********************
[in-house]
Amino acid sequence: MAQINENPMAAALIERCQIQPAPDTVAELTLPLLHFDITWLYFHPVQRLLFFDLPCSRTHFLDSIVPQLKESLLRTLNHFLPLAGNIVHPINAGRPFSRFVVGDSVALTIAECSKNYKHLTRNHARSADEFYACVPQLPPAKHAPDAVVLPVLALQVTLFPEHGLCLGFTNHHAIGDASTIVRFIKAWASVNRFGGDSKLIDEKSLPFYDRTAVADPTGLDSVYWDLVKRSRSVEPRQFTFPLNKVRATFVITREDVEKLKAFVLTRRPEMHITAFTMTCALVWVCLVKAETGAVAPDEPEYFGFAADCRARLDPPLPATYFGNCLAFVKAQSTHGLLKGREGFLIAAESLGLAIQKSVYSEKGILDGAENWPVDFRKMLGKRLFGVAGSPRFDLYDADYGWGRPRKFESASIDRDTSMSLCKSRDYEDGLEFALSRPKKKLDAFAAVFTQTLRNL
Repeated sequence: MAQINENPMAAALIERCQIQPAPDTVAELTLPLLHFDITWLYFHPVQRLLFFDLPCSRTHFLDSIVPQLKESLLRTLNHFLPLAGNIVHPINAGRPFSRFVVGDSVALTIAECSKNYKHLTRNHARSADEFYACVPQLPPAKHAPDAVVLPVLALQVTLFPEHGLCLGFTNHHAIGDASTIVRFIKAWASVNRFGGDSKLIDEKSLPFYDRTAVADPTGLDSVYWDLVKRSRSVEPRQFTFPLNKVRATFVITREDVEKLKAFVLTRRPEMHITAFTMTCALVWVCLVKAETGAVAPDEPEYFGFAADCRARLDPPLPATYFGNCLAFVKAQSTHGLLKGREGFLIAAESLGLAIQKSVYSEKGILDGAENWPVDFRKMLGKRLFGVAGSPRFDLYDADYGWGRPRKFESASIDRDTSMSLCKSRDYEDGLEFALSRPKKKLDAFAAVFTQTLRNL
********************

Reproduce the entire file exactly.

[in-house]
Amino acid sequence: MAQINENPMAAALIERCQIQPAPDTVAELTLPLLHFDITWLYFHPVQRLLFFDLPCSRTHFLDSIVPQLKESLLRTLNHFLPLAGNIVHPINAGRPFSRFVVGDSVALTIAECSKNYKHLTRNHARSADEFYACVPQLPPAKHAPDAVVLPVLALQVTLFPEHGLCLGFTNHHAIGDASTIVRFIKAWASVNRFGGDSKLIDEKSLPFYDRTAVADPTGLDSVYWDLVKRSRSVEPRQFTFPLNKVRATFVITREDVEKLKAFVLTRRPEMHITAFTMTCALVWVCLVKAETGAVAPDEPEYFGFAADCRARLDPPLPATYFGNCLAFVKAQSTHGLLKGREGFLIAAESLGLAIQKSVYSEKGILDGAENWPVDFRKMLGKRLFGVAGSPRFDLYDADYGWGRPRKFESASIDRDTSMSLCKSRDYEDGLEFALSRPKKKLDAFAAVFTQTLRNL
Repeated sequence: MAQINENPMAAALIERCQIQPAPDTVAELTLPLLHFDITWLYFHPVQRLLFFDLPCSRTHFLDSIVPQLKESLLRTLNHFLPLAGNIVHPINAGRPFSRFVVGDSVALTIAECSKNYKHLTRNHARSADEFYACVPQLPPAKHAPDAVVLPVLALQVTLFPEHGLCLGFTNHHAIGDASTIVRFIKAWASVNRFGGDSKLIDEKSLPFYDRTAVADPTGLDSVYWDLVKRSRSVEPRQFTFPLNKVRATFVITREDVEKLKAFVLTRRPEMHITAFTMTCALVWVCLVKAETGAVAPDEPEYFGFAADCRARLDPPLPATYFGNCLAFVKAQSTHGLLKGREGFLIAAESLGLAIQKSVYSEKGILDGAENWPVDFRKMLGKRLFGVAGSPRFDLYDADYGWGRPRKFESASIDRDTSMSLCKSRDYEDGLEFALSRPKKKLDAFAAVFTQTLRNL